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Extension > Extension in your Community > Rice > County Agriculture Educator > Articles > March Madness (and muddiness): how to deal with mud to keep your livestock healthy

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March Madness (and muddiness): how to deal with mud to keep your livestock healthy

By Claire LaCanne

Spring is here and we are getting bursts of warm weather. Our blanket of snow is melting, leaving behind spring’s most infamous trademark – mud. As spring changes the environment on our farms, there are several things to keep in mind while transitioning our livestock into the spring season.

Now that the spring thaw has begun, we should give special attention to the mud that typically follows snowmelt so we can address the issues the mud creates for our livestock.

Warm, wet or damp environments provide optimal living conditions for many pathogens which can lead to issues such as foot rot, illness, and even breeding and birthing issues.
Animals in these wet, warming, and muddy conditions are susceptible to illness. To keep your livestock healthy, it is crucial to keep them clean and dry. This may require adding extra bedding and changing bedding more often during this mucky weather. If you don’t know when to change bedding or how to check if there’s enough bedding, test it out yourself. Kneel down onto the bedding. If your knees are wet when you stand up, that means that your animals are getting wet and require new or additional bedding materials. Plan ahead so you don’t have to haul large loads of manure and bedding when it’s the muddiest. 

Be especially careful with newborn animals, because mud and dampness can take away the insulation value of their coat of hair. Young animals may get trapped in mud, get sick from pathogens that these conditions foster, or become chilled if covered in mud. This is why it’s important to monitor birthing, routinely check livestock, and move mother-offspring pairs to fresh pasture or a clean area.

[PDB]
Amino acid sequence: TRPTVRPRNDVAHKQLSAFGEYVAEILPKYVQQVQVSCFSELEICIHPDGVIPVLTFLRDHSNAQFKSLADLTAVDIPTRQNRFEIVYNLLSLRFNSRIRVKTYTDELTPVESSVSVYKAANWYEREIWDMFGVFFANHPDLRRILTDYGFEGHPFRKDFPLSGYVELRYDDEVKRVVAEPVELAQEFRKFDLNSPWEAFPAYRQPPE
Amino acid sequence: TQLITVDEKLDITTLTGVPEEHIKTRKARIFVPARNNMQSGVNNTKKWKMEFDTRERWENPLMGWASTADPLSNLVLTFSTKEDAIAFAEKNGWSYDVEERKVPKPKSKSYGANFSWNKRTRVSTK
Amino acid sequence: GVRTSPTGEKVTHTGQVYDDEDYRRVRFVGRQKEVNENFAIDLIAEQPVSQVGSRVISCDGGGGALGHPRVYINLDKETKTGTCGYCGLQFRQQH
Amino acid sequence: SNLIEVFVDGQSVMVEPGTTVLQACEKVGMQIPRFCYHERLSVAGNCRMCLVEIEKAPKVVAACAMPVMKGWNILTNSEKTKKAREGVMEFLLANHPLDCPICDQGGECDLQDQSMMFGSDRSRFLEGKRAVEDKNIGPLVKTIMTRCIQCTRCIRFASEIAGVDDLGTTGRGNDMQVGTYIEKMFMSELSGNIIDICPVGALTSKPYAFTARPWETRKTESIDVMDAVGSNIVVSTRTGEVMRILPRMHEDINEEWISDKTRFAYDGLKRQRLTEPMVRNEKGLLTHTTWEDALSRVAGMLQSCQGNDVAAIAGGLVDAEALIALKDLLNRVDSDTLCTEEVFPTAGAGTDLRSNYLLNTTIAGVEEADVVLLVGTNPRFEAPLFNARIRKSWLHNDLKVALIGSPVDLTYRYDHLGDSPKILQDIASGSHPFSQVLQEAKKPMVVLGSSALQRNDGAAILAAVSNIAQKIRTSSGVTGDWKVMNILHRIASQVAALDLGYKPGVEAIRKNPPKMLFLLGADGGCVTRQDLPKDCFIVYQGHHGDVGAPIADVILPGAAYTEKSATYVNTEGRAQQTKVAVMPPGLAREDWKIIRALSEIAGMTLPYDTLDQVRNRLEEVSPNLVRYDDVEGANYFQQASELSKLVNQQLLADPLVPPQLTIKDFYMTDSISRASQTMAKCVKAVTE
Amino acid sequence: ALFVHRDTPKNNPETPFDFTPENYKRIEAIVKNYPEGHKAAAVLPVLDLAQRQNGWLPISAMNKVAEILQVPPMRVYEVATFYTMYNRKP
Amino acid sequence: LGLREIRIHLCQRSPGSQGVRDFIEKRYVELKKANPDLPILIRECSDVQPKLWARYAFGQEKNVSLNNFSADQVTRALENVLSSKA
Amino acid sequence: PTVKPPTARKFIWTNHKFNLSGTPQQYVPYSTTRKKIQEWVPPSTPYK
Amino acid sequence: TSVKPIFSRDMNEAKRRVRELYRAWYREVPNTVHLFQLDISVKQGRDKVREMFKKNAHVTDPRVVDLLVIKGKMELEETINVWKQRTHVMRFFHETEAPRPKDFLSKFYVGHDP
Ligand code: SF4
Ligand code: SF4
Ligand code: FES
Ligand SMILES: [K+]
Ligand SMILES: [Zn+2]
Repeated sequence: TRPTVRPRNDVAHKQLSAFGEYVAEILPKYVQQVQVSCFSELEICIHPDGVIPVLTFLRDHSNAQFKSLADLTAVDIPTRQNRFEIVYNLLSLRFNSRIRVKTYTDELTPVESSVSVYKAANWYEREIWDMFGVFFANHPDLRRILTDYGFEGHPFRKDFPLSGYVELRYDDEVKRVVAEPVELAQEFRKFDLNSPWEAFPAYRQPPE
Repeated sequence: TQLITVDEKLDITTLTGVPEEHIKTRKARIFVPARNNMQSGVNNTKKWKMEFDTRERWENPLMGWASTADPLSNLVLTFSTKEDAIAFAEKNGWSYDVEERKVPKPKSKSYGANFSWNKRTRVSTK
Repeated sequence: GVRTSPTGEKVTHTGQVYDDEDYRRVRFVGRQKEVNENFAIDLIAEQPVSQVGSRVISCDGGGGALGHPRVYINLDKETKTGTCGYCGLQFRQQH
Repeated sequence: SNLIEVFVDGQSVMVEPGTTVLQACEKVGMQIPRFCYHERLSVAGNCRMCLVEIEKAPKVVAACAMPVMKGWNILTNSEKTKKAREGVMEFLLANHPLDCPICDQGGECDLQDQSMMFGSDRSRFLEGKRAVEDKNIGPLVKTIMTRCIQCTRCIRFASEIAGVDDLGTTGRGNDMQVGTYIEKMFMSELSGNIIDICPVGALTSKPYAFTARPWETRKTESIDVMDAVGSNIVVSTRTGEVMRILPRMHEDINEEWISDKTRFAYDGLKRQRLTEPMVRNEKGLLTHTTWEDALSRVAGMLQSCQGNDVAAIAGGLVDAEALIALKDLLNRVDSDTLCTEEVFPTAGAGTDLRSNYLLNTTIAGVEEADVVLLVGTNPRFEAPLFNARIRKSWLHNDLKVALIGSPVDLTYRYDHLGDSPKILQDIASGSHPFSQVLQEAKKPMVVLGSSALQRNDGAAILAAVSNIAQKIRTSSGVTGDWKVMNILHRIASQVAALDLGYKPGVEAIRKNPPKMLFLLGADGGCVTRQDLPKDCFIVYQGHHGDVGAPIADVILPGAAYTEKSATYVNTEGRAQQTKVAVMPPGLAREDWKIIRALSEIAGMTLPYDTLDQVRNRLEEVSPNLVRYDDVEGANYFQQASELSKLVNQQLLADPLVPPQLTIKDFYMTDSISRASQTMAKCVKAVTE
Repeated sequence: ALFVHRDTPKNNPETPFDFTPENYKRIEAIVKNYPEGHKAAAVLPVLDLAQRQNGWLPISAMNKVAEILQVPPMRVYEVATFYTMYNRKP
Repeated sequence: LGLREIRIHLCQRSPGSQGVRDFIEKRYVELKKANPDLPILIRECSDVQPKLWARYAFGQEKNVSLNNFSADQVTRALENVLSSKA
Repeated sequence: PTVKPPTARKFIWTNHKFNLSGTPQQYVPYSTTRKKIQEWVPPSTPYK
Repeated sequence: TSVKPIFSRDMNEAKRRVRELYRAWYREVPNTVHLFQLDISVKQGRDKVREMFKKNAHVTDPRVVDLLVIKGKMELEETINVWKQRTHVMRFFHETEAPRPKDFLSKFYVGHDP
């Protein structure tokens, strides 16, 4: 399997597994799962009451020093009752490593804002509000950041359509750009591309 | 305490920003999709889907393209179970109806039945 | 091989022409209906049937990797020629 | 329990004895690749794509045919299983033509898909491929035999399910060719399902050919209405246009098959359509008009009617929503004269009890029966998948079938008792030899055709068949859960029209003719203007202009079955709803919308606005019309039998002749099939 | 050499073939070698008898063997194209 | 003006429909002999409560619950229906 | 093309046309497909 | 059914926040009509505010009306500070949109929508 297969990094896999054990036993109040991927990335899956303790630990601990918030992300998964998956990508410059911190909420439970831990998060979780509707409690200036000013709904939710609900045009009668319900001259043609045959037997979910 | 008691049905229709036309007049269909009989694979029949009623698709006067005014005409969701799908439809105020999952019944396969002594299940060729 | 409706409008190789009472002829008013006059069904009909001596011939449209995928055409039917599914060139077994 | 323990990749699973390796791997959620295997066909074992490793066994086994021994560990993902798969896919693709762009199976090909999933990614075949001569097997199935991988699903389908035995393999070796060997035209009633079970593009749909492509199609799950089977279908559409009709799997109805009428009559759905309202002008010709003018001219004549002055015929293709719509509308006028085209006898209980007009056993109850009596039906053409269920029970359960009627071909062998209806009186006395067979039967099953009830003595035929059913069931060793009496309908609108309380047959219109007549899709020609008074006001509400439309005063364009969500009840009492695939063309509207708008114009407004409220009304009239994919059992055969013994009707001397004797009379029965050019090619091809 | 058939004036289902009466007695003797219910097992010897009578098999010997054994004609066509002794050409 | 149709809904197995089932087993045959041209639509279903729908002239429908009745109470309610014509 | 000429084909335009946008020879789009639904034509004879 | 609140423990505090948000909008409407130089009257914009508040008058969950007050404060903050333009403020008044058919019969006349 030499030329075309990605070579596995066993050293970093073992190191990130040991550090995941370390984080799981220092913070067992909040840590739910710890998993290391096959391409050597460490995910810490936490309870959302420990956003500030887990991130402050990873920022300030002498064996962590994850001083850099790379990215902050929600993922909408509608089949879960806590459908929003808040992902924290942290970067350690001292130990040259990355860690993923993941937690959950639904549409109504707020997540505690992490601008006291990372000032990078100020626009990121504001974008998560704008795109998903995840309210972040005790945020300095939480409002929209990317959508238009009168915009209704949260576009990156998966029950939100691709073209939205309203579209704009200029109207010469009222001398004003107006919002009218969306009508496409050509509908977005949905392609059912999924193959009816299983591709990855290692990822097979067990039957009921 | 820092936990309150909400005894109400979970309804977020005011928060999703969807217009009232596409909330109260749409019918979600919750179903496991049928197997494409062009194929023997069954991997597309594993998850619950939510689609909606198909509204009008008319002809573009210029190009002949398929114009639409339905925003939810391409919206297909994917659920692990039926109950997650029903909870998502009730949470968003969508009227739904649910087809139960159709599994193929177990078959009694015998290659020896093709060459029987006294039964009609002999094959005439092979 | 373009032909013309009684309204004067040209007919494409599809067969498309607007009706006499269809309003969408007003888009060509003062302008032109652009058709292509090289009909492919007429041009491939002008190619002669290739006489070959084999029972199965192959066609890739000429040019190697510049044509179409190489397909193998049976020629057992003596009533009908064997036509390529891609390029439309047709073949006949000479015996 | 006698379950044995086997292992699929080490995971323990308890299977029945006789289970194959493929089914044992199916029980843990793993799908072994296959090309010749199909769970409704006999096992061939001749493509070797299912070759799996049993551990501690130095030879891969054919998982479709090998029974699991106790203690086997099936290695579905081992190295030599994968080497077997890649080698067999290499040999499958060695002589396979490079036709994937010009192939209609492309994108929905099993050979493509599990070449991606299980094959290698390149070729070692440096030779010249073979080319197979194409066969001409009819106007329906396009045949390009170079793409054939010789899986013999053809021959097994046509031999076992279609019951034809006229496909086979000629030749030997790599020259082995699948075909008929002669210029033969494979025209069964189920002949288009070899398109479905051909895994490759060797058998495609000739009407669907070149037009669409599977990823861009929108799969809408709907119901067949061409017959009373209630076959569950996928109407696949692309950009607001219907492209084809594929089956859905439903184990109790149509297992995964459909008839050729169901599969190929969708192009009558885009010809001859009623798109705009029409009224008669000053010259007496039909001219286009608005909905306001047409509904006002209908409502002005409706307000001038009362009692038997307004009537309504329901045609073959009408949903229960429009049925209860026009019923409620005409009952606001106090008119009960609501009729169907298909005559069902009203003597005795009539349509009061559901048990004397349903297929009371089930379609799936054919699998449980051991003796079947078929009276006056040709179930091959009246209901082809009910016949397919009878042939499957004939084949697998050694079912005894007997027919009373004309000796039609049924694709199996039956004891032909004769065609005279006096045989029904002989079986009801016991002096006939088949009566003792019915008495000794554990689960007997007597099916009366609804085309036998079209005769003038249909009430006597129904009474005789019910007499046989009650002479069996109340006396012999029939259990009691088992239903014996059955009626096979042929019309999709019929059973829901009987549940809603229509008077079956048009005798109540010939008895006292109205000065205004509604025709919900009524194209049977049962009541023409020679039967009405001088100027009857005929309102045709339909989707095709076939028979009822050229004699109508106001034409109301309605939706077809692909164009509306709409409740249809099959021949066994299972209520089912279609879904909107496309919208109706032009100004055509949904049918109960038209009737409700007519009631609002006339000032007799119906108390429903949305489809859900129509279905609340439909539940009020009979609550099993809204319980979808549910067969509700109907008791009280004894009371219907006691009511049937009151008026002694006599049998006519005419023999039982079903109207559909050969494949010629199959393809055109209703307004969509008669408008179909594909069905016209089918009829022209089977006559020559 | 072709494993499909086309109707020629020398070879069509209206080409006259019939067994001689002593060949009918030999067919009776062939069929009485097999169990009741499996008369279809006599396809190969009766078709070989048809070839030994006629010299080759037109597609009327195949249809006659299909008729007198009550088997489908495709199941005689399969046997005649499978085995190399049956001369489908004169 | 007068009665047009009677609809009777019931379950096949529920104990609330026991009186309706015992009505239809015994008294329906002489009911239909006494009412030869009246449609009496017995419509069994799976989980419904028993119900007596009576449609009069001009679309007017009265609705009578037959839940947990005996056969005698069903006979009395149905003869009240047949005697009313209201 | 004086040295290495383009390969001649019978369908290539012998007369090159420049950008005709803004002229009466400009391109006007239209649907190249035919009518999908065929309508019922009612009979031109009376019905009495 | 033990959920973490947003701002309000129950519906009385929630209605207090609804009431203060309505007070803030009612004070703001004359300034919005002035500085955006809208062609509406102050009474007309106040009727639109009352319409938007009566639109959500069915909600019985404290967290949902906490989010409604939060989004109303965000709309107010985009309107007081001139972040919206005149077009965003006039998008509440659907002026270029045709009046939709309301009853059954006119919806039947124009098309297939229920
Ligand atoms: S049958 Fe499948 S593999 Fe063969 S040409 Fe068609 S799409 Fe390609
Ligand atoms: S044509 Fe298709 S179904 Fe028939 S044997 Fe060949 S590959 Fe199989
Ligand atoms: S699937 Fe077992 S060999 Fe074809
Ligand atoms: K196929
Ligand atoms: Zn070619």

It’s not practical to expect that you can totally eliminate mud on your farm, but do your best to manage your pastures, feeding areas, and other high-traffic areas to minimize the mud. You could start by thinking about the geography of your land and taking an inventory of the soil types, slopes, and wet spots on your farm. Some soils drain better or are less prone to becoming mucky, and these spots may be good places to select for high-traffic uses. Buildings surrounded by mud can’t be moved, but pens and paddocks could temporarily be relocated to manage mud as much as possible.

Mud also causes your animals to expend more energy to satisfy their daily needs. Mud creates suction on hooves (similar to the suction on our rubber boots when we’re trekking through the muck), and makes it more difficult for animals to move around. Breeding may be affected, feeding typically decreases, and it becomes difficult for your animals to maintain good body condition. 

To say that spring is a busy season for farmers is an understatement. Plus, a good chunk of your spring is dedicated to the fields. But keep your livestock in mind, because taking the time to keep them clean and comfortable is essential to keeping them productive and healthy.

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